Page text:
My 16-year-old son recently attended a holiday party at a friend’s home. What started out as a small party quickly escalated (as they often do!). According to my son, about 40 high school students were invited. But by 10 p.m., more than 80 had shown up. The parents of the teen throwing the party had gone out for the night and returned at midnight to find a lot more teenagers than expected and beer and alcohol bottles all over the place. They quickly shut the party down. The scenario made me think about what is parent liability for teenage drinking.
When my son originally told me about the party, the first thing I asked him was if kids were going to be drinking. “Of course,” he answered, “It’s a high school party.” That quickly snapped me out of my naivete. I find teenage fascination with drinking one of the most difficult parts of parenting through the teen years. My three teens think I’m a “mean mom” for not letting them throw parties at our home once they hit the high school years. I am pretty certain that I let them have a party and even did best to discourage alcohol, someone would find a way to sneak it in, which would open me to liability.
As New Year’s Eve approaches, my teenagers already are talking about house parties they are going to and I’m guessing there will be drinking going on at those parties. Beyond having the “alcohol” talk with my teens, I wondered…what are the legal risks for the hosts – and for anyone younger than 21 if the cops show up?
To get some answers, I reached out Jerry Merrill, a Kansas criminal defense lawyer with Merrill Law Firm who defends teenagers (and/or their parents) when they find themselves in legal trouble. Merrill is a network attorney with ARAG, legal insurance, which connects customers to attorneys as needed and covers the fees.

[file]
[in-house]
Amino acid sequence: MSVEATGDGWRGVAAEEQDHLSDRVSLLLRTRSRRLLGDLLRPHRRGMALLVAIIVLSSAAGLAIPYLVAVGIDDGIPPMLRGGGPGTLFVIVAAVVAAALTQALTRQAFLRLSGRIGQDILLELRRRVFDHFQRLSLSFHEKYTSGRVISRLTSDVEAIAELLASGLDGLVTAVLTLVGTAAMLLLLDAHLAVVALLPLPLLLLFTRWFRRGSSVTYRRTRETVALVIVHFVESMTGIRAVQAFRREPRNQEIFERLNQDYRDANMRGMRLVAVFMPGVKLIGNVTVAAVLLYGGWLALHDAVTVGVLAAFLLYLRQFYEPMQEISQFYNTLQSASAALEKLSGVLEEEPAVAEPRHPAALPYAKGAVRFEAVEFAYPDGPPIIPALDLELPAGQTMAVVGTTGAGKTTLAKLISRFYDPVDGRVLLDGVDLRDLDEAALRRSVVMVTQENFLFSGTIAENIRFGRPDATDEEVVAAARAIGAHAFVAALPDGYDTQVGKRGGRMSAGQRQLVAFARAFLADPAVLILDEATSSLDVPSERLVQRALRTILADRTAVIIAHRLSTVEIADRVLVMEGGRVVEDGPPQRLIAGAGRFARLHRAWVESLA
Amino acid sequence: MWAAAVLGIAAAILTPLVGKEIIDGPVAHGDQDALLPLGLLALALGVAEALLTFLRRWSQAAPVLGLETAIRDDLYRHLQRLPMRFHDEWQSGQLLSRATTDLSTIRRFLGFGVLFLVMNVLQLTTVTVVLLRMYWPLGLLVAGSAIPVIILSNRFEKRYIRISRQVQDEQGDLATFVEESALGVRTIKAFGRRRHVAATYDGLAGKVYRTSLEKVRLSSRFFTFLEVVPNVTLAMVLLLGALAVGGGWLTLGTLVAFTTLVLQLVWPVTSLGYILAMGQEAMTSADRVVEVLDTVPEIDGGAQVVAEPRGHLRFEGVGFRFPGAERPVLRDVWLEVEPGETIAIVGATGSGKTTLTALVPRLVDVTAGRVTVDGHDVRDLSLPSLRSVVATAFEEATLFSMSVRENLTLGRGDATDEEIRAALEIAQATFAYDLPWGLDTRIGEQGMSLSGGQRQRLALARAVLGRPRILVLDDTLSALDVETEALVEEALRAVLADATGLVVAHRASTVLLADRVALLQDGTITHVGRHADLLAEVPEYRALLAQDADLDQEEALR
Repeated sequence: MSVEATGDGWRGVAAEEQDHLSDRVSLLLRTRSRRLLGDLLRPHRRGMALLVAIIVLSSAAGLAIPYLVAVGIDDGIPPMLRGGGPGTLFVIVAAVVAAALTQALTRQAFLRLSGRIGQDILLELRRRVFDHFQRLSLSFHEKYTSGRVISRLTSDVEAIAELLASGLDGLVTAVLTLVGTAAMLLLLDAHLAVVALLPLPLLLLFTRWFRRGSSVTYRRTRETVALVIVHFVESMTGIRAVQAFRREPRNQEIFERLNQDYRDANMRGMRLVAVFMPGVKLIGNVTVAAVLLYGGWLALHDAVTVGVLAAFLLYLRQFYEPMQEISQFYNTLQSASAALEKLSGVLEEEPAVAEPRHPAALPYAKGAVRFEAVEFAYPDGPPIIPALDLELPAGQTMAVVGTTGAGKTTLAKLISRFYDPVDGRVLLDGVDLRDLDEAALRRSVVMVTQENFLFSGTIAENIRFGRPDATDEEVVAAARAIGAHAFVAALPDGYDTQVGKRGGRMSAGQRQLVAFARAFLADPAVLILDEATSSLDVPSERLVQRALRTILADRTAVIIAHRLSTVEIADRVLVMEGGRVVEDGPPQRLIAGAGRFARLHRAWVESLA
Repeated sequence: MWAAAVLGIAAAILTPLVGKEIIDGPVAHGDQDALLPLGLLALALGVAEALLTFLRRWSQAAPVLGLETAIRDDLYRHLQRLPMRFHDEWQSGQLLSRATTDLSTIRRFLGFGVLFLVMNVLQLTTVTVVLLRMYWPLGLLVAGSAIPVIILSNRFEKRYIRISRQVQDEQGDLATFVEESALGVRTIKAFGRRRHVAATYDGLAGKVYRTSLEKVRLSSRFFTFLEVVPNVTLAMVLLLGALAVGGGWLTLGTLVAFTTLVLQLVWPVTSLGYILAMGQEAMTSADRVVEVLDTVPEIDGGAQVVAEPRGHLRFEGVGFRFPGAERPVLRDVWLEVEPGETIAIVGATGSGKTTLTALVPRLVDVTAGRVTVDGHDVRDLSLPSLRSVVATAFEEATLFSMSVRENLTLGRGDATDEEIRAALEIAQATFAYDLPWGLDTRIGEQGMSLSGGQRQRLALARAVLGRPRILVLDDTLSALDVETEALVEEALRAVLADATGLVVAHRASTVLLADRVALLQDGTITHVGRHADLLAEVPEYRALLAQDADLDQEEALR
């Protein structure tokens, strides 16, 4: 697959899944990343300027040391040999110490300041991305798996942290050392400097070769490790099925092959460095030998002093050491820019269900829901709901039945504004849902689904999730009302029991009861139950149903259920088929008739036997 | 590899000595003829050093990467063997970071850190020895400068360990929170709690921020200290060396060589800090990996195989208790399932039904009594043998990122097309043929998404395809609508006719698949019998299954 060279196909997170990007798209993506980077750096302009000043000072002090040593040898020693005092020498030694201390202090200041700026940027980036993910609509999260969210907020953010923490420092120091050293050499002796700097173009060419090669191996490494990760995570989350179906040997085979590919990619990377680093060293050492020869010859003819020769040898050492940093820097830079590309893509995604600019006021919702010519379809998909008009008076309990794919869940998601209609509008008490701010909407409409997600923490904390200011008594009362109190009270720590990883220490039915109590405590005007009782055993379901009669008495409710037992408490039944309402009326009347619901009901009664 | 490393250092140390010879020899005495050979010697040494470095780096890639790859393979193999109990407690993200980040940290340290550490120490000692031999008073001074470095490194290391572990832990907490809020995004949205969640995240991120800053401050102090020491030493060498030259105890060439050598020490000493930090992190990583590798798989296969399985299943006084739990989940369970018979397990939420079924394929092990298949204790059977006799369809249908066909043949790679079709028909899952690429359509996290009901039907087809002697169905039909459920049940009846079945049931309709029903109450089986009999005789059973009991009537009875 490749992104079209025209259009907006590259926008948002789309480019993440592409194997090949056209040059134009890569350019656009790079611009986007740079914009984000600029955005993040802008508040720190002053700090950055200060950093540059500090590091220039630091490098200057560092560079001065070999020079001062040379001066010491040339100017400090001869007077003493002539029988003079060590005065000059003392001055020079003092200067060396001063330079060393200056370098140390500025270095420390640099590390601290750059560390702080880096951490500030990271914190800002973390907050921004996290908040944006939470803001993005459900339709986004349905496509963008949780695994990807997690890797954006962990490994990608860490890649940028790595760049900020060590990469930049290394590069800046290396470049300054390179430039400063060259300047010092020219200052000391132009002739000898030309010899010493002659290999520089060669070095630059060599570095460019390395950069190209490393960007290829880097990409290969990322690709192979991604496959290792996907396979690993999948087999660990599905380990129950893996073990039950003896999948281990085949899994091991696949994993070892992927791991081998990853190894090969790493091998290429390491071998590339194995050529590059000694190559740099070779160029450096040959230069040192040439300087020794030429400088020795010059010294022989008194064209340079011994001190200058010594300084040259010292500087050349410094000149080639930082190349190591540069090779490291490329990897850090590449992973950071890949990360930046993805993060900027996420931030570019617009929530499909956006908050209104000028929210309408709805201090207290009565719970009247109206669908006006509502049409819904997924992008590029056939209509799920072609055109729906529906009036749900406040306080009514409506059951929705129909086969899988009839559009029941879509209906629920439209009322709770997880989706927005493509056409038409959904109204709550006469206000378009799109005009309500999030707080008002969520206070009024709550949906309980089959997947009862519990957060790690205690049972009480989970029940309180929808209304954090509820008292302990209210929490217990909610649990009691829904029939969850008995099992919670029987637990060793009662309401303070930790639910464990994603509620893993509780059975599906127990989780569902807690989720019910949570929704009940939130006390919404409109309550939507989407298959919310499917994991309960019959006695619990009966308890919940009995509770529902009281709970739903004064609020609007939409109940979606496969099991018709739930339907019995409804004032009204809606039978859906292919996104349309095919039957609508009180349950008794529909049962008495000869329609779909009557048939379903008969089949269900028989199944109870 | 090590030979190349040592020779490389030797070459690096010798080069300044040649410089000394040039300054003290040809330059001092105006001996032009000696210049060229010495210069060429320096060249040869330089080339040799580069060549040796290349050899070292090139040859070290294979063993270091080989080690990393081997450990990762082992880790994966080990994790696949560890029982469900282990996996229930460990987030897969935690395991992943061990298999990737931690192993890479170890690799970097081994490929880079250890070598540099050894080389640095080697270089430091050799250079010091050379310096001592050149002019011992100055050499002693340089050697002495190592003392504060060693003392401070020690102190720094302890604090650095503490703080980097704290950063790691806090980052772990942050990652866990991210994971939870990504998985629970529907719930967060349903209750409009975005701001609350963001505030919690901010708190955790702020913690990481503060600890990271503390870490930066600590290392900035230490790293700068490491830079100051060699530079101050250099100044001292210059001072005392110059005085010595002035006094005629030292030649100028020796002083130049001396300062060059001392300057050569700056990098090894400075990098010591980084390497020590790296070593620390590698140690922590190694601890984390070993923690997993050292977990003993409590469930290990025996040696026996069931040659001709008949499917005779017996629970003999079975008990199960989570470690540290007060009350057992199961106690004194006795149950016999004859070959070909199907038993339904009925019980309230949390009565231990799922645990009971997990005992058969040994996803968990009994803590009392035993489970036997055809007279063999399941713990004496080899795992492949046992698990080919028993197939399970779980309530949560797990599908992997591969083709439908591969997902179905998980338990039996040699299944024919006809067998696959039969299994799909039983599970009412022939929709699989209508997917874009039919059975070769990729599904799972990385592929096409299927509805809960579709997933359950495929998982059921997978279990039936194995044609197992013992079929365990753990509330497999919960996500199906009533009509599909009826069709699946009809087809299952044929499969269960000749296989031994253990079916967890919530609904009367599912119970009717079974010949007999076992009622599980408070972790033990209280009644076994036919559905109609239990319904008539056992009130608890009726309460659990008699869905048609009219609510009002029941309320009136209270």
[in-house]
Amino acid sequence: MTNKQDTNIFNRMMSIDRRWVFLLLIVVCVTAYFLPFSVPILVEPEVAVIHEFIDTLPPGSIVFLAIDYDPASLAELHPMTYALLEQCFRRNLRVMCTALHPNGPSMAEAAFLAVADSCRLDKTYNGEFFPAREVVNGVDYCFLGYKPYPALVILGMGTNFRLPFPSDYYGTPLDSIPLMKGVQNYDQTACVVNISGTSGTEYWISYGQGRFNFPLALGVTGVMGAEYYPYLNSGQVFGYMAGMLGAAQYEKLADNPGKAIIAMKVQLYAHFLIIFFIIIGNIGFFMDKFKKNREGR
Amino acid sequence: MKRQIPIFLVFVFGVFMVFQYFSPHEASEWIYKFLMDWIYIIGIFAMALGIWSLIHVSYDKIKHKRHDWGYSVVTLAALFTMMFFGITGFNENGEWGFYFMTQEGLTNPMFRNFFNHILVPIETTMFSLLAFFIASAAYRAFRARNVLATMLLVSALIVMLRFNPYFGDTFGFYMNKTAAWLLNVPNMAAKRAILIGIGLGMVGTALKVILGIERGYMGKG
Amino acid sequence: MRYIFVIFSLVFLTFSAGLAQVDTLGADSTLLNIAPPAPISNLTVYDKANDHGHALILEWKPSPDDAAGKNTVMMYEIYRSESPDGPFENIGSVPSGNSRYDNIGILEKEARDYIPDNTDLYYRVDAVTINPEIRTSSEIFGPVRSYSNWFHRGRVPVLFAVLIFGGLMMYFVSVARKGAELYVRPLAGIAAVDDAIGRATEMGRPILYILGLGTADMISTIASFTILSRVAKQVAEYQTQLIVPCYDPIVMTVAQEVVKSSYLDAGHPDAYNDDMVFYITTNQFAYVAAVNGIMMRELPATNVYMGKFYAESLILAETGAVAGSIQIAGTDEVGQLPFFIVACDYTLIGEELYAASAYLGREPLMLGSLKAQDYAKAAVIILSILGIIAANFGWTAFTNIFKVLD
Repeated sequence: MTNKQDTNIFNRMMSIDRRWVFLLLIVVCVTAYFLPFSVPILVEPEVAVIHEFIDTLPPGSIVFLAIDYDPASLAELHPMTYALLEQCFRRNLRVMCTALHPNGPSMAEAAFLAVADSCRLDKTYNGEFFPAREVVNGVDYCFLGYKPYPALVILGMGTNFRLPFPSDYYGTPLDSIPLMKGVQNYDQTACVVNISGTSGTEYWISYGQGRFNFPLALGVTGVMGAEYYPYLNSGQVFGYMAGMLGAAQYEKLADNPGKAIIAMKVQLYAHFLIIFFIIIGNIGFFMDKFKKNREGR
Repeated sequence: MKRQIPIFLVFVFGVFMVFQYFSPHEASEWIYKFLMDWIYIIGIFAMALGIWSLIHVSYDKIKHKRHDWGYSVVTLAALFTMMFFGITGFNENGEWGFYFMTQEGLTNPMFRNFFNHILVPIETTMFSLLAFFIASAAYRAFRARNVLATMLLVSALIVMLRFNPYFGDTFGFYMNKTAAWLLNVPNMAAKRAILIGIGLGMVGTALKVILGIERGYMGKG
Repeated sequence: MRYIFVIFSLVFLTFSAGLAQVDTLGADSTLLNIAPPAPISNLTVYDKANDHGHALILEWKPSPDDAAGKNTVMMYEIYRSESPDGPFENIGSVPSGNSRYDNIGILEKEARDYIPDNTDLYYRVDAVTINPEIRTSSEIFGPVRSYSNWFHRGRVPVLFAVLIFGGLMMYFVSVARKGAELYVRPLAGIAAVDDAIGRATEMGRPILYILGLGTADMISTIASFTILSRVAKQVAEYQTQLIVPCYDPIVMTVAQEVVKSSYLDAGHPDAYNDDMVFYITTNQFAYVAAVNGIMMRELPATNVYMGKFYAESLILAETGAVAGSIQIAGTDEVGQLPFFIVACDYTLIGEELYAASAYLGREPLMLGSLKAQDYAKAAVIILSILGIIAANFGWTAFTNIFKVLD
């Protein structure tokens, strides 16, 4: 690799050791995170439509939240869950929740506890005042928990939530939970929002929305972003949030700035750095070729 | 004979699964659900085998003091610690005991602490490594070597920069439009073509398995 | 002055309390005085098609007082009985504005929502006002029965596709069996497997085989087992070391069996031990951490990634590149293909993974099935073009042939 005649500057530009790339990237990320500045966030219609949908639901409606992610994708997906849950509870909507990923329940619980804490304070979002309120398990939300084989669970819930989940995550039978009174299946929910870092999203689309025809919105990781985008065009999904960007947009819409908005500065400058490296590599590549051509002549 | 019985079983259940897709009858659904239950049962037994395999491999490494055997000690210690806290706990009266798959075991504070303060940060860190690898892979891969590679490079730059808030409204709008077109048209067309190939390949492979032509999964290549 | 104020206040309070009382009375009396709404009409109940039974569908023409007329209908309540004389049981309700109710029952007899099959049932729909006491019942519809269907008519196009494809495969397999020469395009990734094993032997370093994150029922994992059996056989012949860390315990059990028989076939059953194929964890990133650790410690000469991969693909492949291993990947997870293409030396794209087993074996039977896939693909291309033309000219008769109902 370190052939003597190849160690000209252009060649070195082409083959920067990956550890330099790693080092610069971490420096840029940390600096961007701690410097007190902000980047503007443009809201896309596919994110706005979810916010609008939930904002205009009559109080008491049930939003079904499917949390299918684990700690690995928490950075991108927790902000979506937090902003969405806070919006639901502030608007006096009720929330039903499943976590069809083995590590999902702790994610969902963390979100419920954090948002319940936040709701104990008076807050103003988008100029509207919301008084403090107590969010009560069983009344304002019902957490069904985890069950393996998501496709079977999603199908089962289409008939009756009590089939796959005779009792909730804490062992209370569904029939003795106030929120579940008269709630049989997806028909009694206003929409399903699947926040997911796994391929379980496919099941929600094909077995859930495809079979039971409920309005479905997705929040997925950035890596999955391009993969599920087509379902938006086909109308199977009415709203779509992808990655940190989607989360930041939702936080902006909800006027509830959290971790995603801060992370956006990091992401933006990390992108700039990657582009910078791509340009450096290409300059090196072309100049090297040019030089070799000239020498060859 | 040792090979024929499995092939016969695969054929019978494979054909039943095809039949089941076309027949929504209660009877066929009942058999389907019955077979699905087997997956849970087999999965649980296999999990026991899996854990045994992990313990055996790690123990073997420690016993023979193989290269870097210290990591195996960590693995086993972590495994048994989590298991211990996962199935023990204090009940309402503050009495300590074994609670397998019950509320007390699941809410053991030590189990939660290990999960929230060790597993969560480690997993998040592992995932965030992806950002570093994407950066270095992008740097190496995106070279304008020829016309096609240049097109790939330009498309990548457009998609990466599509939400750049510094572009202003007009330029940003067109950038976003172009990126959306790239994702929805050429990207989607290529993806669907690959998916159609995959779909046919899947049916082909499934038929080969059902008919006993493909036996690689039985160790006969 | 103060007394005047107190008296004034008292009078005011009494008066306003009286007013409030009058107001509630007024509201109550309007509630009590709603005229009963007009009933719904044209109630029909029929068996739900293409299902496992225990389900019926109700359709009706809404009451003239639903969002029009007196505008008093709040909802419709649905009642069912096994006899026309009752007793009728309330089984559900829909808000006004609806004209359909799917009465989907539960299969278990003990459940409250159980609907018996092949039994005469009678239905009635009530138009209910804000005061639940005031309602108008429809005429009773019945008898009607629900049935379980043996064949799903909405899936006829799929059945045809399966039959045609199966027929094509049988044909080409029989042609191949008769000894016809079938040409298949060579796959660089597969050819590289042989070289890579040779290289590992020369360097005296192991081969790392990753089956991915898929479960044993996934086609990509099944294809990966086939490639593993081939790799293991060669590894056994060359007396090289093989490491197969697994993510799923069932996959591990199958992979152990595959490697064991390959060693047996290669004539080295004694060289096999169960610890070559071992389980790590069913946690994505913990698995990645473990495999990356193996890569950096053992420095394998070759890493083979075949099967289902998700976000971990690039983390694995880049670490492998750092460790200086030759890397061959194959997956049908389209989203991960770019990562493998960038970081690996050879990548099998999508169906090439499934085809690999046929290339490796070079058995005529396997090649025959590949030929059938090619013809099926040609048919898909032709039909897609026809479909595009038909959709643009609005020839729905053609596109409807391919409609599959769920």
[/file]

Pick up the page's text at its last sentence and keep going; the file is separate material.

I asked Merrill about what liability parents have with teens, alcohol, parties, driving and sneaking booze from the liquor cabinet. I hope this information helps you as much as it helped me.
First I gave him this scenario:
Let’s say teens drink in your home and you know nothing about it. You weren’t home at the time and you didn’t supply the alcohol. But, the drinking leads to a problem: either someone gets sick from drinking too much, or someone leaves your home after drinking and gets into a car accident. Could you, the homeowner, be legally liable?
Merrill says yes. Depending on what state you are in, you could be subject to criminal charges andcivil lawsuits.
If some gets alcohol poisoning at your house or gets in an accident after leaving drunk, it can make a difference if you are home or not, Merrill said. “Criminal and civil laws have to do with knowledge, what knowledge you had and whether you had the means to prevent what occurred.” For example, if your teenager and his friends are drinking in your basement, the question becomes ‘did you know and turn a blind eye and should you have known?” he said.
Basically, Merrill said, parent liability comes down to knowledge. “It will be difficult for someone to charge you or sue you, if you would have had no knowledge of the drinking. Liability is based on the negligence law…were you negligent and did you breach a duty?”
Next, I gave Merrill another scenario: